Food

Mad Flavor: Wine and chocolate

More ideas for Valentine’s Day bliss

In "Mad Flavor," I describe exceptional culinary experiences from small artisan producers. Showing my usual absolute devotion to the interests of Grist readers and disdain …

Campaign will let restaurant patrons donate to drinking-water project

Mark your calendars for the week of March 16, when diners at participating restaurants can choose to drink local tap water instead of bottled water …

Love me, love my food habits

Veganism as relationship deal breaker

Love is in the air, and according to the New York Times, it’s also served up at the dinner table. But when it comes to …

Biofuels and the fertilizer problem

Can a ‘renewable fuel’ rely on mining a finite resource?

While scrolling through news accounts of the recent boom in the agrochemicals industry — yes, that’s how I spend my days — I came across …

Biofuels: good for agrochemical/GMO biz

GMO giant Monsanto wows Wall Street, consolidates its grip on South America

While debate rages on Gristmill and elsewhere about whether biofuels are worth a damn ecologically, investors in agribusiness firms are quietly counting their cash. As …

Hot Chocolates

A review of six eco-chocolate brands, for your Valentine’s pleasure

The connection between chocolate and Eros runs deep. How do I love thee? Let me taste the ways. Photo: iStockphoto In southern Mexico — where …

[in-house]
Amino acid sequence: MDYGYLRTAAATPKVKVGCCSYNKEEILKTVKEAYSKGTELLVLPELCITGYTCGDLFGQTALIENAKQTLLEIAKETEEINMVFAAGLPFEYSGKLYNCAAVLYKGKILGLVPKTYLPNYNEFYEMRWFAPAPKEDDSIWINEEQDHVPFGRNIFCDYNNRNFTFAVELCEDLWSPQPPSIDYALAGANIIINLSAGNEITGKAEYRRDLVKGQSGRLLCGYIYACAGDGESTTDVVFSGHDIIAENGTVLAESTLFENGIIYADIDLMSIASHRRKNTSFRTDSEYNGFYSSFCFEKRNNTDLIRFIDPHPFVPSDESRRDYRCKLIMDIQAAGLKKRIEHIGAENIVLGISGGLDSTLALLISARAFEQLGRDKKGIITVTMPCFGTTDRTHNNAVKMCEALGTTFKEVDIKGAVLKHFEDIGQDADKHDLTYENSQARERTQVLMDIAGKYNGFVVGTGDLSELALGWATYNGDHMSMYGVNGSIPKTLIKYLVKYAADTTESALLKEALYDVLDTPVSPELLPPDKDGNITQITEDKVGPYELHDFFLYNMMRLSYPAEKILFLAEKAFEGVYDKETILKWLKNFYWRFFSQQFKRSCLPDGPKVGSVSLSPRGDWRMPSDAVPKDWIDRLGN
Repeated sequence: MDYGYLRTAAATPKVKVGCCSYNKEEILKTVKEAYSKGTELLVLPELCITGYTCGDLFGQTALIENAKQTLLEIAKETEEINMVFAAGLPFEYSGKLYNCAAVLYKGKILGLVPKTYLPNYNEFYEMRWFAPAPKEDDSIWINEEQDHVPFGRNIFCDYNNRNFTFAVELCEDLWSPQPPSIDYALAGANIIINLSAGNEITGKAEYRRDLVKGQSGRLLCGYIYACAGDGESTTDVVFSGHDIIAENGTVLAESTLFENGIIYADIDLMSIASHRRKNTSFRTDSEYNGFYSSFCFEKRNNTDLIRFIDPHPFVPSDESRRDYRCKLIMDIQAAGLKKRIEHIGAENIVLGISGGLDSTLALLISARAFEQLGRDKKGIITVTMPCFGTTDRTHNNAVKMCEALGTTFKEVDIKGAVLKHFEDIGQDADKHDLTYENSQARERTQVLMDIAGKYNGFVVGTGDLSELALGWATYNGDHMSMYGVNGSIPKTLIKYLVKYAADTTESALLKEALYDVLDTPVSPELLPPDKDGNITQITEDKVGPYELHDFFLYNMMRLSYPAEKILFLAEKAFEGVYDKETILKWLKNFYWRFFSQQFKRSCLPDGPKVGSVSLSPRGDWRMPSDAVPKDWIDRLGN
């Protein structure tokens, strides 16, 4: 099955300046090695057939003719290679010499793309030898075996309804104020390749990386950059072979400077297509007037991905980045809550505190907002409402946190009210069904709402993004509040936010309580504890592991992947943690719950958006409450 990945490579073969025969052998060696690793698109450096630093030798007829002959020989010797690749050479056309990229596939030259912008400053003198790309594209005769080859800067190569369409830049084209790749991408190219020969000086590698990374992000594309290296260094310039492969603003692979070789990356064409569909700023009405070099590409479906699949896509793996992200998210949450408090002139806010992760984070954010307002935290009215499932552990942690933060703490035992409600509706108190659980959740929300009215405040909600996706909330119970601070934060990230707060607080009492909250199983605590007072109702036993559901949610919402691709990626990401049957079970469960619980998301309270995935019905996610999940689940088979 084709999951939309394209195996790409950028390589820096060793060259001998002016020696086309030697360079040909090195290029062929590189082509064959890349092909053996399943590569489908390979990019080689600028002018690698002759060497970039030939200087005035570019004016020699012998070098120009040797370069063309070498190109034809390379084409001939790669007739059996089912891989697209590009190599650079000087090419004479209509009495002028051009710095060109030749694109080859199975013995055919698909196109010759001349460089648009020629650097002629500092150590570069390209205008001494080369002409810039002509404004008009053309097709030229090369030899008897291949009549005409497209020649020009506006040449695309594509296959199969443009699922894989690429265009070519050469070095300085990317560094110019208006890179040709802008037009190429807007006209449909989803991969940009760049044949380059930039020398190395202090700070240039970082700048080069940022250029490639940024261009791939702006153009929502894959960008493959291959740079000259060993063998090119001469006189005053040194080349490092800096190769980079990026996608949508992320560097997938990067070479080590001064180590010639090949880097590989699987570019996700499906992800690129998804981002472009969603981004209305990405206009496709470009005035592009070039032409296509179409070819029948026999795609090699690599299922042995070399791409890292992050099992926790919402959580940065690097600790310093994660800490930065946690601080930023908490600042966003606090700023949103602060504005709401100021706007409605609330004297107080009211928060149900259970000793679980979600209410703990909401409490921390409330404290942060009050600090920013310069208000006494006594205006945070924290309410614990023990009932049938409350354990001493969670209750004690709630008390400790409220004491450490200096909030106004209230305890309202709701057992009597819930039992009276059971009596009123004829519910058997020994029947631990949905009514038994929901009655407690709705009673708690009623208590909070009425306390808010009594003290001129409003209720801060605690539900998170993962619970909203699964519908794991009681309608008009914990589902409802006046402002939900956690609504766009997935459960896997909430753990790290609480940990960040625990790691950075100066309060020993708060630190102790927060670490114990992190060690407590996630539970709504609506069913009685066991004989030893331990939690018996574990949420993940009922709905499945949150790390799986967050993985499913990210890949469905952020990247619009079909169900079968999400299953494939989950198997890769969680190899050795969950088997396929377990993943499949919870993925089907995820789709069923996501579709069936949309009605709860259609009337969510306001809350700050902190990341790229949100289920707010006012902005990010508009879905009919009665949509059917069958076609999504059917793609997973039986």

Safeway agrees to animal-welfare standards for some products

One of the largest grocery store chains in the United States, Safeway, has agreed to increase animal-welfare standards for some of the animal-derived products sold …

Meat Wagon: Poultry-worker blues

OSHA looks the other way while poultry giants abuse workers

In Meat Wagon, we round up the latest outrages from the meat industry. In an excellent muckraking report which underlines the importance of metropolitan newspapers, …

Cross pollination

Israel trades irrigation technology for access to India’s ag-gene bank

Israel is seeking to invest in Indian agriculture, according to this article in the India Times. The two powers signed a bilateral agricultural agreement a couple years ago; in the pact, India agreed to trade information on "genetic resources" from their crops in exchange for Israel's dryland farming expertise. As part of the agreement, Israel would share its expertise on water recycling and irrigation. It would also help India "intensify" its agricultural production, share greenhouse farming techniques and "livestocks feed, dairy equipment, and technology," according to the article. Israel's biggest dairy producer, TNUVA, is also interested in India's dairy industry. Will this be a good thing for Indian farmers or the environment? I have my doubts.